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Further, Robinson and Sirard posit that applying a "Litmus Test" helps to identify the specific research questions, study designs, and methods that will most likely contribute to improving individual and overall population health (198). The researchers suggest that a study should only be performed if the researcher(s) knows what the conclusion from each possible result (negative, null, positive) will be, and how the result will incline intervention to address policy, clinical or a public health problem like childhood obesity. If research is conducted as suggested, the authors maintain that studies with a greater possibility of advancing science and directly, not suggestively, improving well being and health, would be the result. Therefore, greater assurance that will be provided that ethical responsibilities of not devaluing the contributions of research participants, and responsibly responding to the need for useful research to the public, particularly if public funds are used for the project, will be adequately met.
Hood, in his article, "Sharing Solutions for Childhood Obesity" took a critical look at Shaping America's Youth (SAY), a public-private partnership program that has established a national registry of initiatives for increased physical activity and nutrition with youth and has shown significant improvement in the health and nutrition of the children the program has worked with. The mission of SAY is to foster dialogue at the community level, and ultimately develop a call to action on a national level to combat childhood obesity. Hood notes the historical problems of efforts regarding remediating childhood obesity not being organized, failing to target the right age group, and not being sustained to garner any meaningful results. The focus of SAY, however, is to "get to common goals, common language, and common standards that are modified community by community, and for each family, but getting to the fundamental message is necessary" (p., 521).
While the author acknowledges that the socioeconomic environment is a major contributing factor in the childhood obesity epidemic, he cites that as a paramount reason for getting involved on the individual family, individual community level. Instead of having scholars and experts articulate the problems that foster childhood obesity, those most significantly impacted would have a voice in determining causal factors, and more importantly what they perceive viable solutions to be.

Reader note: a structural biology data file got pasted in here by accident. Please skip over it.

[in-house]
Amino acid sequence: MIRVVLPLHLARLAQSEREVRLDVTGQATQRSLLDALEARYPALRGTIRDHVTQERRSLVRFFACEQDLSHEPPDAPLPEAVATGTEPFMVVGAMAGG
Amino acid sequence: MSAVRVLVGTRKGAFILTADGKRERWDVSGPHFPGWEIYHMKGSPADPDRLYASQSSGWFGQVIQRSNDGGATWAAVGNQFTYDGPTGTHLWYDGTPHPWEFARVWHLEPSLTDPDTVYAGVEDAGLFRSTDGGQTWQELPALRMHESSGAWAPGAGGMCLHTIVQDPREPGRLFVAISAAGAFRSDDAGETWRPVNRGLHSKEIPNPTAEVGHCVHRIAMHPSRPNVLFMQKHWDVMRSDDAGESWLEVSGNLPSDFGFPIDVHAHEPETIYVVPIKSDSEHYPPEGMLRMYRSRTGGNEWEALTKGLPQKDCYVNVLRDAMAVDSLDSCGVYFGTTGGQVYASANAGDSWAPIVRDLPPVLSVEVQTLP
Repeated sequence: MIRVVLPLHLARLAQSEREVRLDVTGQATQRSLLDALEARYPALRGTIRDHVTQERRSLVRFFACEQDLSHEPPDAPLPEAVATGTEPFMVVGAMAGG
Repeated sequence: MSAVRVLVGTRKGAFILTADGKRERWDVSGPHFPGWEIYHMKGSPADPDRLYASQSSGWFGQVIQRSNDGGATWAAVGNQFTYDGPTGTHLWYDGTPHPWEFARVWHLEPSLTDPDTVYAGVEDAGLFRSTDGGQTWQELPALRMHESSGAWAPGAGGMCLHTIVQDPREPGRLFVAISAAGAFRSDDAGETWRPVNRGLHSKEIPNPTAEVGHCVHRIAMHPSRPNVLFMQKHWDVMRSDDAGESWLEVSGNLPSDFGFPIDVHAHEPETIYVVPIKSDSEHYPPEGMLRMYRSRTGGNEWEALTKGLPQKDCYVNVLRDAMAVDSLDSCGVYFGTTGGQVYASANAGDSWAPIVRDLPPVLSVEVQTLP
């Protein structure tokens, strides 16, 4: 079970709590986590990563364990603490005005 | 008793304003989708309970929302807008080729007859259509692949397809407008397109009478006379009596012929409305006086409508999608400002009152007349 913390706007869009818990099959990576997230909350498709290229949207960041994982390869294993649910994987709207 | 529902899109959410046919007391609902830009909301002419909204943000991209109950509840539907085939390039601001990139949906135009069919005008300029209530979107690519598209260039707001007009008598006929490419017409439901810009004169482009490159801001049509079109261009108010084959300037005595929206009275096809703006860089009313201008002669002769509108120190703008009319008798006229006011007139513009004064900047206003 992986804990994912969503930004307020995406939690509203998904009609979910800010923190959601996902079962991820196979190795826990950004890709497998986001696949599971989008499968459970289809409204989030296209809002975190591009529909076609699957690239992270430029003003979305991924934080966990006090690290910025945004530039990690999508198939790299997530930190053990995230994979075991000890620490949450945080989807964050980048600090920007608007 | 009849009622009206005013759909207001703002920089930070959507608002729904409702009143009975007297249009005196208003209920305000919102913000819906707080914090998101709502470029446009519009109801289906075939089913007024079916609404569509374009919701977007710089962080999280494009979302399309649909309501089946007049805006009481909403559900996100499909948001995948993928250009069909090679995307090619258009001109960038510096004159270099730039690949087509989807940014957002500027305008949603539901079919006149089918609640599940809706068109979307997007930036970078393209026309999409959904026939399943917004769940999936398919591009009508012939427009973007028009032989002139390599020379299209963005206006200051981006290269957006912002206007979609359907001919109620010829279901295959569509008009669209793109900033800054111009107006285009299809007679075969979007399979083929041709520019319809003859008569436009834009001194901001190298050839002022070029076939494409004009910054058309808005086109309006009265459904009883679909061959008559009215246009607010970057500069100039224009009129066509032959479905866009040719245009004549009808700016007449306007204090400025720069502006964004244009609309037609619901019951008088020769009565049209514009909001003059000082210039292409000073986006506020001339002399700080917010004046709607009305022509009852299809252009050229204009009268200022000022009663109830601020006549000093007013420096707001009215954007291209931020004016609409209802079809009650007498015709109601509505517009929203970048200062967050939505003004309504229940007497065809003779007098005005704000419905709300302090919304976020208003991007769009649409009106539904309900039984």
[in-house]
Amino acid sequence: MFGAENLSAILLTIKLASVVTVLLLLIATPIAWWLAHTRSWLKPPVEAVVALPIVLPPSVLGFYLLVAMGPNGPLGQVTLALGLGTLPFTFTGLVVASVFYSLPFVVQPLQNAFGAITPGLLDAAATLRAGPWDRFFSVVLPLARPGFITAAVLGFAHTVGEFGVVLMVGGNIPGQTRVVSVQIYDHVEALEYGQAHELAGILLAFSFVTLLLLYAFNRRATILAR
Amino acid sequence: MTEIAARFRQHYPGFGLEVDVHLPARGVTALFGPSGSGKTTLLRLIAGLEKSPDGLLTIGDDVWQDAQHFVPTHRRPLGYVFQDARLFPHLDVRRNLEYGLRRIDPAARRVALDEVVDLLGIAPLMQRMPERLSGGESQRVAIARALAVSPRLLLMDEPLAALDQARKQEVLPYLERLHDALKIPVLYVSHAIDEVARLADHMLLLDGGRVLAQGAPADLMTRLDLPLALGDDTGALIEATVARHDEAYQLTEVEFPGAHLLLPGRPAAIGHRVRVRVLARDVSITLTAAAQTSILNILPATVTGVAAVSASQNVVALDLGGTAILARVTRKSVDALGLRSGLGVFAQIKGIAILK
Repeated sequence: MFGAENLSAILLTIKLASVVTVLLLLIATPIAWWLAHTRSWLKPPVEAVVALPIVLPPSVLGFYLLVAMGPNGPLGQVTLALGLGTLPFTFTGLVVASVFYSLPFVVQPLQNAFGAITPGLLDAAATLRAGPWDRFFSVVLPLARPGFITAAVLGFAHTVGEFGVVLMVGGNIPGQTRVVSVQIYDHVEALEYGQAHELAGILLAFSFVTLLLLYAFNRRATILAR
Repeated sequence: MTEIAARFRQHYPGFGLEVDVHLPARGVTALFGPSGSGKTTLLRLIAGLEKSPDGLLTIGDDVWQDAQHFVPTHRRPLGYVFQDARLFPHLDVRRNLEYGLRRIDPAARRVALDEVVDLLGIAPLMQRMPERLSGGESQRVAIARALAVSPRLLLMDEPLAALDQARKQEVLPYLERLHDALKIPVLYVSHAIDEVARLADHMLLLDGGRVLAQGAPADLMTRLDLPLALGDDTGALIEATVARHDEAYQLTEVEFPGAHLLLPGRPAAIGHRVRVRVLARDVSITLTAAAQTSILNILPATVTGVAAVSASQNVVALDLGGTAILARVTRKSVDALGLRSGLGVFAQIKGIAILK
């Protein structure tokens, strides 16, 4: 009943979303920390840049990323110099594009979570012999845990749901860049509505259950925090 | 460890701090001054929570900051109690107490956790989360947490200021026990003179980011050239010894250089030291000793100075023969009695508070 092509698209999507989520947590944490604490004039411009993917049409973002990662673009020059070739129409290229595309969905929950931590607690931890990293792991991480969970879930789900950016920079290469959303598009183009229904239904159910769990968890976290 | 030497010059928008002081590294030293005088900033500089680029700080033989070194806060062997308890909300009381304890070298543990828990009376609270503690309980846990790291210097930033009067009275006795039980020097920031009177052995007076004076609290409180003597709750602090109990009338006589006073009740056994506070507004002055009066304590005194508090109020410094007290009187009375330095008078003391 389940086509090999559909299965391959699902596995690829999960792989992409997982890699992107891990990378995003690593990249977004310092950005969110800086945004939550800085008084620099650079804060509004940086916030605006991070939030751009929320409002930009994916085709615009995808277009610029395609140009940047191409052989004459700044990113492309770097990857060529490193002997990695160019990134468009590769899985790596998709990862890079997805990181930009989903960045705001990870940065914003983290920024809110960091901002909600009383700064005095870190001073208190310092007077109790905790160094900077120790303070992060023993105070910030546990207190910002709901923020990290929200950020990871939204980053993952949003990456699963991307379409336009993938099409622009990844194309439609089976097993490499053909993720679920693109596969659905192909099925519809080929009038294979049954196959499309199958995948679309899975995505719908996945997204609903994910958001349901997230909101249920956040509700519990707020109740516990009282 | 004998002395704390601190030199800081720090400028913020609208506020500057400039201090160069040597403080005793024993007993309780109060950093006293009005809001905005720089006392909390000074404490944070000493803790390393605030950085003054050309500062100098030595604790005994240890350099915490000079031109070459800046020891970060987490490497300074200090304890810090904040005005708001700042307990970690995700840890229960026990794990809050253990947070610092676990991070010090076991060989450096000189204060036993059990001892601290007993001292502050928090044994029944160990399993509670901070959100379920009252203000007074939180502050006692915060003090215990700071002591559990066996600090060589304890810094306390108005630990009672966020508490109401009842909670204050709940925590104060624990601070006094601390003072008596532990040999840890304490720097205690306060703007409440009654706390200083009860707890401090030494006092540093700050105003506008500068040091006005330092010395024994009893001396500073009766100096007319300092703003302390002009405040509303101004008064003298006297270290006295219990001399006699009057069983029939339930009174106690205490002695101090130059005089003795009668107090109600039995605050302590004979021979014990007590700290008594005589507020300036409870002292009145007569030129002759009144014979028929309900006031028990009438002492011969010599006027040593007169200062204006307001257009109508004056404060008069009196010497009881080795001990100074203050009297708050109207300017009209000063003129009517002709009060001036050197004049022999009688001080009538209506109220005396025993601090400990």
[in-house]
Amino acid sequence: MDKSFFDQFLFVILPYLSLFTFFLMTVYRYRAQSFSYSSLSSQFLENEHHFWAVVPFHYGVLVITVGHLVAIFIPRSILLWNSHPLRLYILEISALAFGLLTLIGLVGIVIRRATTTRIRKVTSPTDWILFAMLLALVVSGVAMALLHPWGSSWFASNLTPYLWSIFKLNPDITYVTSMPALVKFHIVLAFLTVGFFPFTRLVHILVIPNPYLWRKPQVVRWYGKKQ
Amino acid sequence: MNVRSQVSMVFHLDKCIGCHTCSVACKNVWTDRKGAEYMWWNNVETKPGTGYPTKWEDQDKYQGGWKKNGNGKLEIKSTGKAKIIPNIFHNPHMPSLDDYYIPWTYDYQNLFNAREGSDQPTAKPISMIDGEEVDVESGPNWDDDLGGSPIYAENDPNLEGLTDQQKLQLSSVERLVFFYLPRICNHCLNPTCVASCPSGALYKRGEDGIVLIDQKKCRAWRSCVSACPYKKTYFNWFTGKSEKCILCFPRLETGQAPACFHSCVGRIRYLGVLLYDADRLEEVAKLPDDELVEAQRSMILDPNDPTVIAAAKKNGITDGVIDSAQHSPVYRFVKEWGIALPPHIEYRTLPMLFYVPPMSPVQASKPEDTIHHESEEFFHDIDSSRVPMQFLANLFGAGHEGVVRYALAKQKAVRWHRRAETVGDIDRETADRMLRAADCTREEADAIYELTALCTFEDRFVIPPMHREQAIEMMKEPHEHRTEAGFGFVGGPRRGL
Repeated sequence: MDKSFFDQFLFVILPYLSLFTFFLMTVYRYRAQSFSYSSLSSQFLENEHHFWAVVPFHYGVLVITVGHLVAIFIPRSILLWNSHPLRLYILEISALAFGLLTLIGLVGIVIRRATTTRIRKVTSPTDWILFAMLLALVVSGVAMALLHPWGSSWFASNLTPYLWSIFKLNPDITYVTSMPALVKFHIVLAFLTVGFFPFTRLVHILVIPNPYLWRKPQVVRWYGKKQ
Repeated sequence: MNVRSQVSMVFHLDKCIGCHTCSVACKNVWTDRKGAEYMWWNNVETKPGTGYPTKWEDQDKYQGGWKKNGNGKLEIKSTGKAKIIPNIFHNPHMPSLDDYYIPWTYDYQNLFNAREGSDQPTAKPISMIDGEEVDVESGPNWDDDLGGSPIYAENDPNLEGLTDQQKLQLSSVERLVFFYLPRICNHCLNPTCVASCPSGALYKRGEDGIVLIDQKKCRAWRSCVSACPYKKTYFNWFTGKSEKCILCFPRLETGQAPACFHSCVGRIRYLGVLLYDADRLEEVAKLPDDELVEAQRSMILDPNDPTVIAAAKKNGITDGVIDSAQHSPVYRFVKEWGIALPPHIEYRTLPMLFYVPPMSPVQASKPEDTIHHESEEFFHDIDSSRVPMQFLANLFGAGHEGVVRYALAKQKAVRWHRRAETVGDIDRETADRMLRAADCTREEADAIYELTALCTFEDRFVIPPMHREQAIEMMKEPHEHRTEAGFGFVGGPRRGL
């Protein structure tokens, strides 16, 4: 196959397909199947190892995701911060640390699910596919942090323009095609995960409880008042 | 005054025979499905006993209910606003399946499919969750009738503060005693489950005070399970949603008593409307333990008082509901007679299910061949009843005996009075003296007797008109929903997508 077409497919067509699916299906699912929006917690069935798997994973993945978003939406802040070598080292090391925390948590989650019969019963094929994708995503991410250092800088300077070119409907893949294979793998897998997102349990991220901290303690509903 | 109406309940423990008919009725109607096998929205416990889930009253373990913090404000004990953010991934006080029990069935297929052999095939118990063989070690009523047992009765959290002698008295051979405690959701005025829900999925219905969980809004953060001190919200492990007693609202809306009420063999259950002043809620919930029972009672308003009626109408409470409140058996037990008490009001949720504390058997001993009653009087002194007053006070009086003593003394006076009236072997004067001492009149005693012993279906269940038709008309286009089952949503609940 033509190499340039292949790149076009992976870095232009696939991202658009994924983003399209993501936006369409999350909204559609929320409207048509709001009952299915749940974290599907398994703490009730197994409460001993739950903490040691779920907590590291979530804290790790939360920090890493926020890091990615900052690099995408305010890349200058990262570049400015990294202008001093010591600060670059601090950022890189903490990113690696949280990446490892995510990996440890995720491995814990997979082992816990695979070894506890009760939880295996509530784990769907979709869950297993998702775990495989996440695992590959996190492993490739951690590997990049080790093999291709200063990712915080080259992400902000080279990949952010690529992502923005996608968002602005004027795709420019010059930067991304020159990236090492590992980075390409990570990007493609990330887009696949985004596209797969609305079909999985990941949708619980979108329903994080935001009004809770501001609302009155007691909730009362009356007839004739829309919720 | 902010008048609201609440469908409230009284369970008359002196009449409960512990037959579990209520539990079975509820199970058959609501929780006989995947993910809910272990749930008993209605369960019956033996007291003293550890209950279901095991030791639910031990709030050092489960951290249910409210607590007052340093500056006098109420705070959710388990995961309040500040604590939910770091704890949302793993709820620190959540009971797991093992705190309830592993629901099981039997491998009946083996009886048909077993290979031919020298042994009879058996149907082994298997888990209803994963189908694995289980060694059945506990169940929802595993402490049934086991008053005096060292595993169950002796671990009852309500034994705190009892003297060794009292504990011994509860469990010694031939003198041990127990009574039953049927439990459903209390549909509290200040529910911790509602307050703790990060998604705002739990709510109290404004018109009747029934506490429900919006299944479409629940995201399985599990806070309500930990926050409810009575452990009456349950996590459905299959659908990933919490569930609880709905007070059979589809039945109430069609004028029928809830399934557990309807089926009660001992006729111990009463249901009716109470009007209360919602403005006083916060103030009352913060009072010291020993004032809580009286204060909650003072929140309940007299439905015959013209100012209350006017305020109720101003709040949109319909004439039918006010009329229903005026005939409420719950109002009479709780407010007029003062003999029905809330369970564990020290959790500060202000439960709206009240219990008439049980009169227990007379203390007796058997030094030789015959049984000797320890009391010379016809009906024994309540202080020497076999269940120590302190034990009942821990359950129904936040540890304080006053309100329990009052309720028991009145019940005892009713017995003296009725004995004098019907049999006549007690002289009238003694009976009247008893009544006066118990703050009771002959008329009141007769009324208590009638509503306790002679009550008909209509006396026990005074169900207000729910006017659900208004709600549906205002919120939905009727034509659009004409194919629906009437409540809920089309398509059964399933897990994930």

At present, SAY uses geographic system mapping to delineate the current distribution of childhood obesity, lower socioeconomic status, and minimal access to healthy food choices as the primary methodology to elicit associations at the local level to combat the problem. Hood acknowledges that reversing the current trajectory of childhood obesity will require long-term commitments and efforts on the part of all involved, he expresses optimism that if certain aspects of the environment can be strategically and successfully modified, the epidemic of childhood obesity can be significantly reduced if not eliminated within the next decade (p., 523).
Lotz, in her article "Childhood Obesity and the Question of Parental Liberty" suggests that the issue of childhood obesity is a moral one; and due to the reluctance of many to engage in the moral debate because of the prevailing commitment to the current concept of the family and rights to autonomy and privacy of parental control, childhood obesity will continue to manifest at epidemic rates (p. 289). She acknowledges the argument many have that if childhood obesity is indeed a moral issue, and falls within the domain of private parental decision making, then the state has no legitimate say. However, Lotz maintains that regarding the "appropriate stance to take in respect to childhood obesity" the value of parental liberty, family privacy, and freedom from state interference must be critically examined if there is to be a viable solution to childhood obesity.
Lotz offers as a solution the imparting of knowledge to parents as to the indirect and direct harm of childhood obesity; as she maintains parental liberty, to a great extent is based on parental ignorance as to the dangers of the condition. Further, parents must be supported in instituting an anti-obesity program to reverse the current patterns of their children's food intake, nutritional level, and involvement in physical activity. Support from parents is relatively encompassing and includes addressing issues such as long work hours of parents, isolation from the community, and extended family networks that have all been identified as areas of concern and a potentiating factor in childhood obesity.
Although all of the solutions offered have empirical and clinical research to support that positions, what is most striking between them is the fact that all suggest, to one degree or another, that childhood obesity cannot be successfully addressed from the macro level, but requires a much more micro level approach in order to be successful. All of the arguments are meritorious, and all of the arguments have some weaknesses or areas that could be finer tuned. However, the notion of involving the children and family at the base level, as posited by Robinson and Sirard; focusing on solution-based paradigms vs. problem based ones, seems to have more merit than the others. If the way in which the issue is viewed changes from simply identifying the problem and then placing everything within the contextual framework of the problem and moving toward research that is solution focused, then greater strides can be made in developing programming and even ideology that will be more impactful in addressing childhood obesity.
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